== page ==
- shows Rembrandt's sensitivity to the human condition


    19.60 Maas at Dordrecht

    - 1660; oil on canvas; 3'9 ¼'' x 5'7''

    -  dramatic change of idealized scenes

    - Cuyp and other Dutch painters represented the country as they saw it

    - At Dordrecht, the wide, deep harbor of the Maas River was always filled with cargo ships and military vessels, and Cuyp's seascapes express pride in the city's contribution to the United Butch Republic's prosperity, independence, and peaceful life


    19.63 View of delft. Jan Vermeer

    - 1662; oil on canvas; 38 ½ x 46 ¼''

    - doesn't paint a photographic reproduction of the scene

    - moves buildings around to create an ideal composition

    -endows the city with a timeless stability created by the careful placement of the buildings, the quiet atmosphere, and the clear, eve light

    - the camera obscura would have enhanced optical distortions that led to the "bleading" of highlights, which creates the illusion of brilliant light but doesn't dissolve the underlying form


    19.64 Woman Holding a Balance. Jan Vermeer

    - 1664; oil on canvas; 16 ¾ x 15''

    - perfect balance creates a monumental composition and a moment of supreme stillness

    -woman contemplates the balance and so calls our attention to the act of weighing and judging

    - her hand and the scale are central, but directly over her, on the wall of the room, hangs a large painting of the Last Judgment

    -a metaphor for eternal judgment

    -woman's moment of quiet introspection before she touches gold or pearls also recalls the vanitas theme of the transience of life, allowing the painter to comment on the ephemeral quality of material things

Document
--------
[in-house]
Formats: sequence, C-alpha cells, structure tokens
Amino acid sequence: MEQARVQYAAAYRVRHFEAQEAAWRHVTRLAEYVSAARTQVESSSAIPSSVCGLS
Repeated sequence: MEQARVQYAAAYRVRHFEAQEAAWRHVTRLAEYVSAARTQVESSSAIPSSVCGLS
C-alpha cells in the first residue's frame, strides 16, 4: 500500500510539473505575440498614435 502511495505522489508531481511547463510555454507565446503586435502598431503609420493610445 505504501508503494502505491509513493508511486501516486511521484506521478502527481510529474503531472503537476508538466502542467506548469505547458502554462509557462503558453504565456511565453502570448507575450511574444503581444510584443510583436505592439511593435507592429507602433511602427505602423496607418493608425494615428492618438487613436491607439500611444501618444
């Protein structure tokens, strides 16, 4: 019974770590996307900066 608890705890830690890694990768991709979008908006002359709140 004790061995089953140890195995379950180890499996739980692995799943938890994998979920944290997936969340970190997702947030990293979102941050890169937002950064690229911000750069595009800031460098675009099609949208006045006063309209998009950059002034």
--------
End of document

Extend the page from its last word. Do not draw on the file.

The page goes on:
19.70 St. Paul's Cathedral. Christopher Wren

    - designed in 1673; built 1675-1710

    - on the main (west) front, two stages of paired Corinthian columns support a carved pediment

    -the deep-set porches and the columned pavilions atop the towers create dramatic areas of light and shadow

    -the huge size of the cathedral and its triumphant verticality, complexity of form, and chiaroscuro effects make it a major monument of the English Baroque

    -simple marble slab that forms his tomb in the crypt of the cathedral, he had engraved: "If you want to see his memorial, look around you."




Chap 19

Baldachin: Canopy

Example: Baldacchio

Travertine: Porous stone that is less costly and more easily worked with than marble

Example: Piazza Navona

Tenebrism: Forms emerge from a dark background into a strong light that often falls from a single source outside the painting

Example: Calling of Saint Matthew

Parterres: Planting beds

Example: Embroidered planters located in Palais de Versailles

Prix de Rome: Prestigious scholarship offered by the French Academy

Example: Given to Hyacinthe Rigaud

Retablos: Spanish for "altarpiece" The screen placed behind an altar

Example: Portal of the Hospicio do San Fernando

Nepotism: favoritism shown to relatives or close friends by those in power

dry point: Sharp needles used to scratch shallow lines in a plate

breakfast pieces: showing a table set for a meal of bread and fruit

camera obscura: A dark box with a hole in one side sometimes with a lens, it operates when a bright light shines through the hole. It projects an upside down version of the image on the interior wall which then can be traced

vanitas: an image in which all the images symbolize the transience of life

still life: paintings artfully arranged on table, comes from stilleven a Dutch word

flower pieces: Still-life painting in which cut-flower arrangements

Bays: vertical divisions

    Ex: Banqueting House, White-hall palace, London. Indigo Jones

clapboard: horizontal plank sliding

    Ex: Parson Capen House. Topsfield

Limners: face painters

    Ex: Mrs. Freake and Baby Mary; Anonymous "Freake Painter"

Baroque: "imperfect pearl" to designate certain formal characteristics of Art and its history; "absolute unity"

    Ex: practically everything in this chapter

impasto: thickly applied pigments